Go Back   Team-BHP > Around the Corner > Shifting gears


Reply
 
Thread Tools Search this Thread
Old 4th June 2014, 20:58   #1291
BHPian
 
rsjaurr's Avatar
 
Join Date: Sep 2005
Location: Batala
Posts: 775
Thanked: 27 Times
Default re: Recipes / Discussions on cooking from Team-BHP Master Chefs

I have begin to dislike one of my (and my son) favorite dish, tandoori chicken which I order from local restaurant. So last week I tried to make it my way using charcoal on grills but the end result was not good.

So I have decided to buy a OTG with a budget of around 5-6K but I am confused between two models of Morphy Richards. One is 26 RC-SS and other is 24 RSS. This OTG will also be used for other usual OTG stuff.

Apart from capacity what else is different in these two models?
rsjaurr is offline   Reply With Quote
Old 4th June 2014, 21:39   #1292
BHPian
 
Anupam's Avatar
 
Join Date: Mar 2006
Location: Pune - India
Posts: 259
Thanked: 37 Times
Default Recipes/Discussions on cooking from Team-BHP-Master Chefs

Quote:
Originally Posted by rsjaurr View Post
I have begin to dislike one of my (and my son) favorite dish, tandoori chicken which I order from local restaurant. So last week I tried to make it my way using charcoal on grills but the end result was not good.

So I have decided to buy a OTG with a budget of around 5-6K but I am confused between two models of Morphy Richards. One is 26 RC-SS and other is 24 RSS. This OTG will also be used for other usual OTG stuff.

Apart from capacity what else is different in these two models?

Experts to comment, but I think smaller size OTG may give you better results, I missed on this fact and ended up buying a large OTG, I don't find the results very great and moreover it takes longer to cook

OT - is there a thread here on bread making at home, I am considering to buy kenwood bread maker, need some first hand experience, and also how to source ingredients


Sent from my iPad using Team-BHP

Last edited by Anupam : 4th June 2014 at 21:43.
Anupam is offline   Reply With Quote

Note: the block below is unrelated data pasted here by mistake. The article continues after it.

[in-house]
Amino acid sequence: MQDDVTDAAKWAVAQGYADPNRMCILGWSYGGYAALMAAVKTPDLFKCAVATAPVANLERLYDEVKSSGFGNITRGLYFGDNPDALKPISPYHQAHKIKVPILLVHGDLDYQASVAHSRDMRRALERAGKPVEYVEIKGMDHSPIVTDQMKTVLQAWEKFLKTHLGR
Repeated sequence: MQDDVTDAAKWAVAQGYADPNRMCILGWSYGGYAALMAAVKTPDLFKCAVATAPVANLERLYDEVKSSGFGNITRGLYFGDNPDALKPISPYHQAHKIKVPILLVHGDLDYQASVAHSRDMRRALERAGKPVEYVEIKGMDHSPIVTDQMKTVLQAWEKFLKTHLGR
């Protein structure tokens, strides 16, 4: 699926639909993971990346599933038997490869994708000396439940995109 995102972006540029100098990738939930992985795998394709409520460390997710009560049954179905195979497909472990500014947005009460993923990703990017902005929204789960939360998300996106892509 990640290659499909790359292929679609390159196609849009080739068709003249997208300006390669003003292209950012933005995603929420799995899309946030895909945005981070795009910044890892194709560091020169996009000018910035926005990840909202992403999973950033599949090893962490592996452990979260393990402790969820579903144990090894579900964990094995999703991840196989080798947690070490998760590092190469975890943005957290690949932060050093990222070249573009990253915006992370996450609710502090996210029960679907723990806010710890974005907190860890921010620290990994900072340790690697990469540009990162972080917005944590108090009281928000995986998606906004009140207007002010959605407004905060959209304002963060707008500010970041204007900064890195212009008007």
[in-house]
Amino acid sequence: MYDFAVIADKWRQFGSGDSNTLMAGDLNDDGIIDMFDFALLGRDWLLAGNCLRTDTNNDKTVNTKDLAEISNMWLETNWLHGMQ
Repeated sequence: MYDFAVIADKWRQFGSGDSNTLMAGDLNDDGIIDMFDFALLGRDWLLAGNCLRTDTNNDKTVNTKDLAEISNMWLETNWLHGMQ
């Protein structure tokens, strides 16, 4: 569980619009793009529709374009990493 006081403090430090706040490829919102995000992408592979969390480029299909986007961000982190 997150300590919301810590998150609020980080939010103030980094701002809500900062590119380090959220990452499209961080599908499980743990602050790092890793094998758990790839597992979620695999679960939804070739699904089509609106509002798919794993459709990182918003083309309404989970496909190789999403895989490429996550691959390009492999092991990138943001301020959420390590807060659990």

Old 5th June 2014, 06:59   #1293
Senior - BHPian
 
Join Date: Sep 2007
Location: New Delhi
Posts: 3,079
Thanked: 251 Times
Default re: Recipes / Discussions on cooking from Team-BHP Master Chefs

Quote:
Originally Posted by rsjaurr View Post
....
So I have decided to buy a OTG ....
I think your purpose will be better served with the low profile 'electric tandoors' like these:
http://www.smartmartretail.com/Produ...s.aspx?id=MzU1

http://www.homeshop18.com/home-pro-e...8540/cid:3612/
anupmathur is offline   Reply With Quote
Old 5th June 2014, 11:27   #1294
Distinguished - BHPian
 
DerAlte's Avatar
 
Join Date: Mar 2007
Location: Bangalore
Posts: 8,076
Thanked: 2,867 Times
Default re: Recipes / Discussions on cooking from Team-BHP Master Chefs

Quote:
Originally Posted by ksmrsm View Post
... Will the addition of the dhal not change the color of the dosai.
No, it doesn't - too little even to give a yellowish tinge. Soaked Chana Dal has a light cream color when ground with water.
DerAlte is offline   Reply With Quote
Old 5th June 2014, 16:57   #1295
BHPian
 
rsjaurr's Avatar
 
Join Date: Sep 2005
Location: Batala
Posts: 775
Thanked: 27 Times
Default re: Recipes / Discussions on cooking from Team-BHP Master Chefs

Quote:
Originally Posted by anupmathur View Post
I think your purpose will be better served with the low profile 'electric tandoors' like these:
http://www.smartmartretail.com/Produ...s.aspx?id=MzU1

http://www.homeshop18.com/home-pro-e...8540/cid:3612/